This fall I have had an opportunity to delve into comic books and graphic novels in the course of writing my Women in Comics posts here, while taking a Coursera MOOC entitled “Comic Books and Graphic Novels,” and as an attendee at a symposium entitled Comics and the Classroom. Though I have long been a fan of comics and graphic novels, these activities have given me a new appreciation for the depth of comics and the artistry that is on view in some of the best examples of the genre. I have also learned some great strategies for analyzing comics similar to the way that one would analyze other types of literature or art. While some might feel that this takes the fun out of reading them and makes the process too academic, for me, it has opened up meanings that I might have missed, and subtleties that demonstrate the way that comics allow authors and artists to come together to create a complete work that is greater than the sum of its parts.
If this sounds interesting, here are some thoughts and suggestions on getting started doing close readings of comics.
Layout & Design: When analyzing comic books it is important to take the time to consider all of the elements both separately and together. This means looking at the overall layout of the page, whether it is broken into separate “panels” (the term for each box of a comic), the size and shape of each panel, the color and shading choices of the images, the layout and type of text, and the text, to name just a few potential elements. Ask yourself why each decision was made: What does each panel’s size convey? If the style of the lettering changes, what is this meant to say about the tone? All comics exist in the historical framework of those that have come before in the genre, so also consider what the style of art evokes in terms of genre, tone, and period?
Time: The passage of time is important to any storytelling medium and can be conveyed in comic books in a number of ways. In some books, different time periods are illustrated in different styles or color schemes. Sometimes a frame will include the date either as part of the text or hidden in the art. Alternatively, the style of architecture, clothing, or other well-known elements can give hints about the time period without it ever being mentioned explicitly. Within the story, the passage of time can be seen in changing light patterns, recurring images of a clock, or other background elements in the artwork. When reading a comic book or graphic novel, ask yourself what you can tell about the point in history that is being represented. How you can tell when time has passed?
Motion: Movement and motion are key parts of many comics, particularly those involving fights and superpowers, but also in stories set in the real world. These elements can be conveyed in a variety of different ways. Characters can be in different places in adjacent panels suggesting that movement occurred between panels or lines can be used to suggest motion within a single panel. As you see these different suggestions of motion in comics, ask yourself whether you can tell the speed at which objects or people move or why one style of motion was chosen over another. Does one style create a more realistic world? Does another suggest the presence of the supernatural or the suspension of the laws of physics?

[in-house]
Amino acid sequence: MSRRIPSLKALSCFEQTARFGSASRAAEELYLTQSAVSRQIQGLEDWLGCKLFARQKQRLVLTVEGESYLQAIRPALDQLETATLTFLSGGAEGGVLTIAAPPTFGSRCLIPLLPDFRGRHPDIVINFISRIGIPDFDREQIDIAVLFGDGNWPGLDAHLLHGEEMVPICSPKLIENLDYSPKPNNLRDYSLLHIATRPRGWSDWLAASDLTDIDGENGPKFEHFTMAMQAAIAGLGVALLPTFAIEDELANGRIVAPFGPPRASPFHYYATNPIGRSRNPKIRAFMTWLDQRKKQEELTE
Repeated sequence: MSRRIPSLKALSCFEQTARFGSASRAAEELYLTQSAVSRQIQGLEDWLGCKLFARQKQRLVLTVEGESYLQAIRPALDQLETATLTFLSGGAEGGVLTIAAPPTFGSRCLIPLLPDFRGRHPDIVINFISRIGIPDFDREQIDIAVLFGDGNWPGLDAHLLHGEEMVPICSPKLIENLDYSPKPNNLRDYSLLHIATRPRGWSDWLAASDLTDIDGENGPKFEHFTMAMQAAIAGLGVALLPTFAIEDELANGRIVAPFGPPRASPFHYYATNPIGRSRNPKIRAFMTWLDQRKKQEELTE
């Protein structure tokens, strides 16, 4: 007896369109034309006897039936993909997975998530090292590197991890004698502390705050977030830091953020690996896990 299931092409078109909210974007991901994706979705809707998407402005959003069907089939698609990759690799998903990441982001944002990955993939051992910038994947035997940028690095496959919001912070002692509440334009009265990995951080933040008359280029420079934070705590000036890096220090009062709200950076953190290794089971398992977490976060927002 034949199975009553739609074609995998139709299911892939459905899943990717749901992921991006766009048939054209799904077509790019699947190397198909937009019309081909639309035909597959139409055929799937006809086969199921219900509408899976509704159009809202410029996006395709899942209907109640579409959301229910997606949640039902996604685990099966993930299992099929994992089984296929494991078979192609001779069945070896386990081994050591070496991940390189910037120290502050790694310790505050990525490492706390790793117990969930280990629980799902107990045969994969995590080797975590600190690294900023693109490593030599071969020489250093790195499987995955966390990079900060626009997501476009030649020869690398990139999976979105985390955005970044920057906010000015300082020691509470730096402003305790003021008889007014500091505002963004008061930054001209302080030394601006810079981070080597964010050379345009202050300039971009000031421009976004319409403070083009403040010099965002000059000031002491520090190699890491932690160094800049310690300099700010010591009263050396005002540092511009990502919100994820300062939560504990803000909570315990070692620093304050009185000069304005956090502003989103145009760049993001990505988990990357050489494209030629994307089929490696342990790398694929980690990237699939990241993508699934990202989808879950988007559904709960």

Mood & Emotion: By their nature, comic books have the flexibility to convey mood and emotion through both textual and visual elements. This can be done through shading, colors, shifting perspective, and symbolic elements in the background of scenes. In addition, comic books can include conflicting information with characters saying one thing and the images showing another. As you read, watch for all of these elements and ask yourself, what mood is the author trying to evoke? How does the mood and emotion change throughout the story?
Has this piqued your interest to learn more about analyzing and understanding comic books and graphic novels? If so, I recommend reading more about it. I have barely scratched the surface of this vast topic. There are many options for learning more about analyzing comics, but one popular and impressive choice is Understanding Comics: The Invisible Art by Scott McCloud. This book, itself a comic, gives a strong introduction to the study of comics and places comic books in a larger historical and artistic context while also helping readers to pull more meaning from these stories. Once you finish this book, there are plenty of other options, including Will Eisner’s books, which are on my own to-be-read list.
Want to try the process out for yourself? Give it a try with your favorite comic books or one of these:
- Jane, The Fox, and Me by Fanny Britt with illustrations by Isabelle Arsenault – This book offers plenty to consider. To begin, focus on the way that color changes through the book, the differences in shading, and the use of plants in the background throughout.
- Sumo by Thien Pham – A great book that uses color in very interesting ways and warrants deeper contemplation.
- Boxers & Saints by Gene Luen Yang (2014 Top 10 GGNT) – Though each of the books in this set is worthy of analysis alone, together they offer a whole new layer of complexity.
- Through The Woods by Emily Carroll – This collection of short stories combines elements of folk tales and horror with beautiful, rich artwork to create engaging and terrifying stories.
Do you have any favorite comic books or graphic novels that you think are perfect for close reading? Have you analyzed a comic this way for fun or for a class? Do you have thoughts or questions on this process? Let us know in the comments!
– Carli Spina, currently reading Starling by Sage Stossel